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Want $10,000 in prizes? Compete in the Carolina Challenge Makeathon

Sabah Kadir (right) looks on to Phaedra Boinodiris' keynote lecture on the future of artificial intelligence in UNC's Makathon on Sunday, Feb. 10, 2019 in Murray Hall.

CORRECTION: An earlier version of this article incorrectly stated how many many students and teams the Makeathon featured. It featured 37 teams and 138 students. It also incorrectly stated where Callie Brauel works. Brauel works at the Entrepreneurship Center. Additionally, the article incorrectly identified the name of the Makeathon. The name is the Carolina Challenge Makeathon.

The Carolina Challenge Makeathon weeklong event kicked off on Sunday, giving creative students the chance to showcase their talents — and compete for over $10,000 in prizes. 

The Makeathon is a cross-campus competition fueled by creativity to channel innovation into physical and digital prototypes that promote positive social impact.

"I just love creating things, so I'm in it to learn, and I'm interested to see how this entrepreneurial perspective of innovation intersects with product design," said Brittany Huffman, Makeathon participant and graduate student in the Department of Chemistry. 

UNC's first Makeathon featured 138 students, 37 teams, 14 mentors, 15 workshops and nine cross-campus partners, said Callie Brauel, assistant director of the Entrepreneurship Center at Kenan-Flagler Business School. Students compete with an academically diverse team of three to five other students in one of two tracks: digital or physical product development. For academic diversity, each Makeathon team is required to have a combination of at least three different majors.

Students can win prizes for the Best Digital Product, the Best Physical Product, Creative Makerspace Use, Creative App Lab Use, Student's Choice and Best Overall.

Participants are also granted special access to on-campus makerspaces, app labs, workshops, research databases and expert mentors to design, reiterate and enhance their products, business models and pitches. 

Jeff Terrell, a professor in the Department of Computer Science and a mentor for the Makeathon in the late-stage digital track, runs the App Lab, where students can learn how to build web and mobile applications. 

“Both faculty and students are focused on understanding things better and advancing the boundaries of what us humans know, and I think that’s really important,” Terrell said. “We are helping students think more in terms of making things, and showing them that the barriers of making things are not actually as high as they might think.”

North Carolina State University introduced the idea of the Makeathon. N.C. State has been holding the event for four consecutive years. After a meeting with N.C. State, a committee at UNC was formed to learn about and adapt the idea, Brauel said.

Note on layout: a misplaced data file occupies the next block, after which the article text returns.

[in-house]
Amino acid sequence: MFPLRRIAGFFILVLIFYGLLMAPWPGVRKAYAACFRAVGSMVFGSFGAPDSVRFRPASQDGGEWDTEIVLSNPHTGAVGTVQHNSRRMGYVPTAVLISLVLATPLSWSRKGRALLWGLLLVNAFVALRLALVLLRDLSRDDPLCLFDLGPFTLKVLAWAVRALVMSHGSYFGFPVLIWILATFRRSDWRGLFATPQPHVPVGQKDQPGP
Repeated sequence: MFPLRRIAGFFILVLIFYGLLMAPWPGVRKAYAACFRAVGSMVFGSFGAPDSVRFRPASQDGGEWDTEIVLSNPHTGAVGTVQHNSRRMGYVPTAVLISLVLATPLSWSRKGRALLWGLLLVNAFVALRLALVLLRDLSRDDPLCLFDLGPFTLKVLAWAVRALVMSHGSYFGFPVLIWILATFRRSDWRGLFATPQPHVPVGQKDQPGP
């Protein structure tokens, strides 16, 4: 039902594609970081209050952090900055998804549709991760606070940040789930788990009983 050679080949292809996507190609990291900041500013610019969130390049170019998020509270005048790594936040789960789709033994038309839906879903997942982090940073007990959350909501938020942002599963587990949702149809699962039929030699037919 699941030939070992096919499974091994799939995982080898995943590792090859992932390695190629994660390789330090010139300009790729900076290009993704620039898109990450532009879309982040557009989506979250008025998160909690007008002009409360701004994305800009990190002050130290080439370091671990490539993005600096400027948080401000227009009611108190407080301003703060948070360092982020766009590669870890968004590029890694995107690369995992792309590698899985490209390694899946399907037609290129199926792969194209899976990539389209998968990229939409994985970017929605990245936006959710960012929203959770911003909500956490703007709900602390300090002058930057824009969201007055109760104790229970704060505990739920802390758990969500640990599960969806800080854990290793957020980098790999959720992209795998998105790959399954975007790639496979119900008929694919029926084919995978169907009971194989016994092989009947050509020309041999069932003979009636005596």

Over 10 years ago, the Stedman family, graduates of Kenan-Flagler Business School, established a foundation for the Carolina Challenge, a cross-campus pitch competition that focused on a shark tank competition between teams.

When Brauel became director of Carolina Challenge in August, she said she wanted to diversify the idea of the Carolina Challenge and open it up to all students on campus, regardless of majors or skill sets. When the idea to form UNC's Makeathon, which intersects both entrepreneurship and innovation, came about, she took the opportunity to make the change. The Carolina Challenge was adapted to form the UNC Makeathon.

“In reality, the mindset of entrepreneurship should be for everyone across campus, rather than just business majors,” Brauel said. “My hope is that these 180 students who may not have considered themselves to be entrepreneurs before this event will realize that they, too, can develop those skill sets, which can apply to their careers no matter what profession they’re in.”

Participants of the Makeathon are introduced to multiple perspectives within the teams. Brauel said this lesson is valuable to professional development because when students graduate, they won't only work with people in their discipline — in the real world, teams are diverse.

“People across campus will get to meet other students that they wouldn’t otherwise cross paths with, forming a team of diverse talents and a strong dynamic,” said Aspyn Fulcher, program manager of the Entrepreneurship Center at Kenan-Flagler, who worked alongside Brauel to run the Makeathon. “We are bringing a lot of different people together to create and innovate.” 

Fulcher said if the UNC Makeathon builds momentum this week, they hope to continue the tradition, with an eventual vision to extend the Makeathon into a “friendly” Triangle competition between N.C. State and Duke University. 


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